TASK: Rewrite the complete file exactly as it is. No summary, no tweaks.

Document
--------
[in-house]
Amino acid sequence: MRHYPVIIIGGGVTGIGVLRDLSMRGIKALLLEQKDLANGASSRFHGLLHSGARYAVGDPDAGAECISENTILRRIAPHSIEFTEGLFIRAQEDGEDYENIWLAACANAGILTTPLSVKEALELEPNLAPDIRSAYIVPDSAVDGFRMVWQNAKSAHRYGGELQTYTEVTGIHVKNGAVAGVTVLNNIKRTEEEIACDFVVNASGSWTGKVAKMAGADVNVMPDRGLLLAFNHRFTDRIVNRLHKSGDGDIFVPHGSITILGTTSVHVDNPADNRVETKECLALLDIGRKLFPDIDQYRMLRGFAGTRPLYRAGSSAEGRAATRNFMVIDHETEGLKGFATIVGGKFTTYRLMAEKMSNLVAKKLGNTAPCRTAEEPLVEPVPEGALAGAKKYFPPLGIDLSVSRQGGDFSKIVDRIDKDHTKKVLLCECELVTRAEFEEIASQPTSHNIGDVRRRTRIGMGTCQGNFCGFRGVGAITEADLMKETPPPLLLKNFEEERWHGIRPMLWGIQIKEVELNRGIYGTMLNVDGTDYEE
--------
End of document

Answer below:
[in-house]
Amino acid sequence: MRHYPVIIIGGGVTGIGVLRDLSMRGIKALLLEQKDLANGASSRFHGLLHSGARYAVGDPDAGAECISENTILRRIAPHSIEFTEGLFIRAQEDGEDYENIWLAACANAGILTTPLSVKEALELEPNLAPDIRSAYIVPDSAVDGFRMVWQNAKSAHRYGGELQTYTEVTGIHVKNGAVAGVTVLNNIKRTEEEIACDFVVNASGSWTGKVAKMAGADVNVMPDRGLLLAFNHRFTDRIVNRLHKSGDGDIFVPHGSITILGTTSVHVDNPADNRVETKECLALLDIGRKLFPDIDQYRMLRGFAGTRPLYRAGSSAEGRAATRNFMVIDHETEGLKGFATIVGGKFTTYRLMAEKMSNLVAKKLGNTAPCRTAEEPLVEPVPEGALAGAKKYFPPLGIDLSVSRQGGDFSKIVDRIDKDHTKKVLLCECELVTRAEFEEIASQPTSHNIGDVRRRTRIGMGTCQGNFCGFRGVGAITEADLMKETPPPLLLKNFEEERWHGIRPMLWGIQIKEVELNRGIYGTMLNVDGTDYEE